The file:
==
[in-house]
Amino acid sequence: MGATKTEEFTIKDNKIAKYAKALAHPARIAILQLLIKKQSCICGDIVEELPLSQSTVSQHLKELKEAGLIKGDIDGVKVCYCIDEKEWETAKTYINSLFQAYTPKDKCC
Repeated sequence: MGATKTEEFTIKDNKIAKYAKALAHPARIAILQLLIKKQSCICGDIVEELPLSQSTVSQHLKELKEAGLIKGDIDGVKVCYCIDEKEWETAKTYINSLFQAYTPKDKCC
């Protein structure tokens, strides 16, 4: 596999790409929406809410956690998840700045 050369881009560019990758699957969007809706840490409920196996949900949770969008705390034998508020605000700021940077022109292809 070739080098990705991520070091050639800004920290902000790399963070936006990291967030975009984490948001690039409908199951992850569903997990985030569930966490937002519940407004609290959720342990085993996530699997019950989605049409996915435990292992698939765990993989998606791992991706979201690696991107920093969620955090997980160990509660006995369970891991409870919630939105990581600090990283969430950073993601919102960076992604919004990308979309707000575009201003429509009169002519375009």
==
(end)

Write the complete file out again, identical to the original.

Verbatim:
[in-house]
Amino acid sequence: MGATKTEEFTIKDNKIAKYAKALAHPARIAILQLLIKKQSCICGDIVEELPLSQSTVSQHLKELKEAGLIKGDIDGVKVCYCIDEKEWETAKTYINSLFQAYTPKDKCC
Repeated sequence: MGATKTEEFTIKDNKIAKYAKALAHPARIAILQLLIKKQSCICGDIVEELPLSQSTVSQHLKELKEAGLIKGDIDGVKVCYCIDEKEWETAKTYINSLFQAYTPKDKCC
């Protein structure tokens, strides 16, 4: 596999790409929406809410956690998840700045 050369881009560019990758699957969007809706840490409920196996949900949770969008705390034998508020605000700021940077022109292809 070739080098990705991520070091050639800004920290902000790399963070936006990291967030975009984490948001690039409908199951992850569903997990985030569930966490937002519940407004609290959720342990085993996530699997019950989605049409996915435990292992698939765990993989998606791992991706979201690696991107920093969620955090997980160990509660006995369970891991409870919630939105990581600090990283969430950073993601919102960076992604919004990308979309707000575009201003429509009169002519375009």